The “National Summit – Campus Branding, Nurturing Talent & Beyond” conference was organized on 23rd October, 2010 at Taj Vivanta, Bangalore.
I attended this conference with my colleague Prof. Mishra. This event was an attempt to build a true partnership between the academia and the industry which would help each other better understand and appreciate “needs in the real world”.
The keynote was addressed on ‘The future ahead’, by Harish Bijoor, brand strategy specialist & CEO, Harish Bijoor Consults Inc, emphasized on the changes taking place in India Inc. According to Bijoor, Attitude, Skills and Knowledge are the three important silos for an MBA student. And only basic skills are developed in basic degree courses and the rest can be developed further on work. So MBA institutes must not act as skill development factories; instead, they must serve as venues for attitude development. He further added that campuses must have corporate teams developing their pedagogy to bridge the gap between what is required in the corporate world and what is taught on the campus.
During the session on ‘Career vs jobs: opportunities for students’, Sudheesh Venkatesh, head HR, Tesco spoke about the difference between a job and career. According to him, career growth is the responsibility, mostly of the individual and partly, the organisation. “To decide on the perfect career, one must assess one’s own self and become aware of the inter-relationship shared between self and occupational choice. Also, one must study and prepare for a career by investigating the world of work in greater depth, learning job market trends, getting assistance from a career counselor and talking to people who have ‘been there and done that’,” suggested Venkatesh.
The panel discussion on ‘The changing market condition: demand and supply’ was insightful. Ashok Misra, chairman – India and head of global alliances, Intellectual ventures & ex-director, IITB said that higher education in the country has to be of global standards. According to Mr. Ravishankar, Head COE HRO, Infosys BPO, in order to bridge the industry-academia gap, we need to think of a disruptive model and corporate, media and the society must become change agents. “Teaching as a profession must be given more importance; more investments must be made in teaching and we must bring a change in the mindset of teachers,” added Mr. Ravishankar.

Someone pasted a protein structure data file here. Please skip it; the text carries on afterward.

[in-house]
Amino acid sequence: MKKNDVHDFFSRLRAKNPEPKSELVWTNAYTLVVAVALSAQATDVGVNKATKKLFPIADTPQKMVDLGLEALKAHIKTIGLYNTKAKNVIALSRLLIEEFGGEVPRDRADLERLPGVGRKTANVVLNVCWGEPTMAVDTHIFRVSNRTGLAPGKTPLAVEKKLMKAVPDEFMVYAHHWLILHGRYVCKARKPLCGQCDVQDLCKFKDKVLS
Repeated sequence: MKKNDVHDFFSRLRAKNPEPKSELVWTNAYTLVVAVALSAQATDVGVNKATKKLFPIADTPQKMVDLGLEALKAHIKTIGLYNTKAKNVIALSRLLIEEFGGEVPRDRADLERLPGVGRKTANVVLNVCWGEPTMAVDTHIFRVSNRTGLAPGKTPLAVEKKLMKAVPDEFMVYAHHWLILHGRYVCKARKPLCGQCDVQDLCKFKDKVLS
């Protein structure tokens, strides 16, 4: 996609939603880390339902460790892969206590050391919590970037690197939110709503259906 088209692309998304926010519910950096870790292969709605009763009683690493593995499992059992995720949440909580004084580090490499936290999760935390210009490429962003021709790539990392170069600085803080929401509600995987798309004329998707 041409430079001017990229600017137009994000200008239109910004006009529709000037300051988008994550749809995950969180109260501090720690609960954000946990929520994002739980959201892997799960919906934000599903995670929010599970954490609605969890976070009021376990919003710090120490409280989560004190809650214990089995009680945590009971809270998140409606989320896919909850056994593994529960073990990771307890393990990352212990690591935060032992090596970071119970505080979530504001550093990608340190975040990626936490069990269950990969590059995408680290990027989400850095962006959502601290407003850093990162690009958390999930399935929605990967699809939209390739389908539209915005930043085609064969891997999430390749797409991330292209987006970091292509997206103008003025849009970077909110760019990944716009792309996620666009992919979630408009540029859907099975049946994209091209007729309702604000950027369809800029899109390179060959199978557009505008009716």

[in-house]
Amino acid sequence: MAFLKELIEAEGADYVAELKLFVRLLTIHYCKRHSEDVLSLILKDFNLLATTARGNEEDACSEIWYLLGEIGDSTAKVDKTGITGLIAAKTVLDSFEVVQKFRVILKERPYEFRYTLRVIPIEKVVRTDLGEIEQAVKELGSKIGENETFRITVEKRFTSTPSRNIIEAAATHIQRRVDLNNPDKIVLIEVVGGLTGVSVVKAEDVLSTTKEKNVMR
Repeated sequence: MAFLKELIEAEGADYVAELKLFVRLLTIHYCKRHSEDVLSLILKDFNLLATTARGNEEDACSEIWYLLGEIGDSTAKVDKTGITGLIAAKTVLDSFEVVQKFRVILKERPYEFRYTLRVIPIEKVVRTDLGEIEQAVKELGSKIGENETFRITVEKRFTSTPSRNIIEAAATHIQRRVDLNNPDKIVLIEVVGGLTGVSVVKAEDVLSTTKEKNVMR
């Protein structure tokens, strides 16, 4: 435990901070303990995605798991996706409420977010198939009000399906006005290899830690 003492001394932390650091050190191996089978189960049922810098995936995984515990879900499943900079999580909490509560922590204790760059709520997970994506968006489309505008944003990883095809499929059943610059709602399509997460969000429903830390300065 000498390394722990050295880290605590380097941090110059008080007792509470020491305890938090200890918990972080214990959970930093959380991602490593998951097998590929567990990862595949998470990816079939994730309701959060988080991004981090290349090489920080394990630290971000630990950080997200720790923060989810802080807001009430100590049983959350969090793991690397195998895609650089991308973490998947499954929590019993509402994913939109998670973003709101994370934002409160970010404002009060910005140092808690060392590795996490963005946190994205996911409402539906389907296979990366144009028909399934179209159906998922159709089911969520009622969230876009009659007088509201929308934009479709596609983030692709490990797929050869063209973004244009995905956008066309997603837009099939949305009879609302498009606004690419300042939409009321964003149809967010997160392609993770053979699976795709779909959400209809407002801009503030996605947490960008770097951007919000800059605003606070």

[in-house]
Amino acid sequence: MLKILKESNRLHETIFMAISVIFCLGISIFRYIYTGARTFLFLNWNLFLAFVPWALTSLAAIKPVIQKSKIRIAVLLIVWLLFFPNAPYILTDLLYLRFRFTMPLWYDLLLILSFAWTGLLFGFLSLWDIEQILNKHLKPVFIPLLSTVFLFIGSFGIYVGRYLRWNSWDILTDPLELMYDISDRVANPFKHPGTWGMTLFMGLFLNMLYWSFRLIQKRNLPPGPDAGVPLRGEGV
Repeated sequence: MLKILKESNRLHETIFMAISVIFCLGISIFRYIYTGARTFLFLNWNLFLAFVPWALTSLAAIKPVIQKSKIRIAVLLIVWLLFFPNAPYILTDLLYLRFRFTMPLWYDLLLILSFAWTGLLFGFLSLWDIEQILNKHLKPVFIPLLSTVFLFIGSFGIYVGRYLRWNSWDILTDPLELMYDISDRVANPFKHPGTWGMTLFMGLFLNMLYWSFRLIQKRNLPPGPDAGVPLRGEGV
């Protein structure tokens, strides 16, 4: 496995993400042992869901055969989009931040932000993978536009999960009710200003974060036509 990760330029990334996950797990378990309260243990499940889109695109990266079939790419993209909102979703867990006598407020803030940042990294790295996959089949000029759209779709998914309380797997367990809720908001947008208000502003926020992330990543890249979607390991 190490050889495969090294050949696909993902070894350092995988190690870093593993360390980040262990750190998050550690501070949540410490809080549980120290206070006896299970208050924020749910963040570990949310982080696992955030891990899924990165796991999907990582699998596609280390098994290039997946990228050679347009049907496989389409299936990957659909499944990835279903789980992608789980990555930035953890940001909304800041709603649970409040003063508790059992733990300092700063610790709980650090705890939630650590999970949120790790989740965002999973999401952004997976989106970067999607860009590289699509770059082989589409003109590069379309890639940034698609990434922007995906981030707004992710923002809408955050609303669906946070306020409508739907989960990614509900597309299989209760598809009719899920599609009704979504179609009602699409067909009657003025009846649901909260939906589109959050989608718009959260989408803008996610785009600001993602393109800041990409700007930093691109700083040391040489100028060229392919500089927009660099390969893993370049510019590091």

The session on ‘What’s the qualifying criteria? Academic excellence v/s talent’ witnessed interesting discussions, both from panelists and the audience. Mr. Alok Ranjan, head OD, Sab Miller said that academic excellence should not be the sole criteria for selection. Both talent and academic excellence are complementary and must co-exist. Mr. Mervyn Raphael, MD, PCI said that the importance of talent or academic excellence varies and it depends on what you are planning to do in life and also on the profession you choose. But Dr. Mrityunjay Srivastava, GM, Wipro said that academic scores, degree and educational institute are important for the purpose of recruitment. “One must have academic intelligence and the emotional quotient to be successful in the corporate world,” suggested Srivastava.
During his talk on ‘The way ahead for India’, Dr Ashok Mishra, Chairman-India and Head of Global Alliance of Intellectual Ventures, Ex-Director, IITB, suggested that the role of higher education is getting more significant and it’s not just about going to class; it is more about one’s overall personality development. “There must be excellent interaction between institutions and corporate. We must upgrade the curriculum and must be done on an ongoing basis,” concluded Mr Mishra.
This event was a true success on concluding the need for better association between the industry and academia, to align industry expectations and academic skill-sets.
PostedBy: Prof. Ramesh Puttana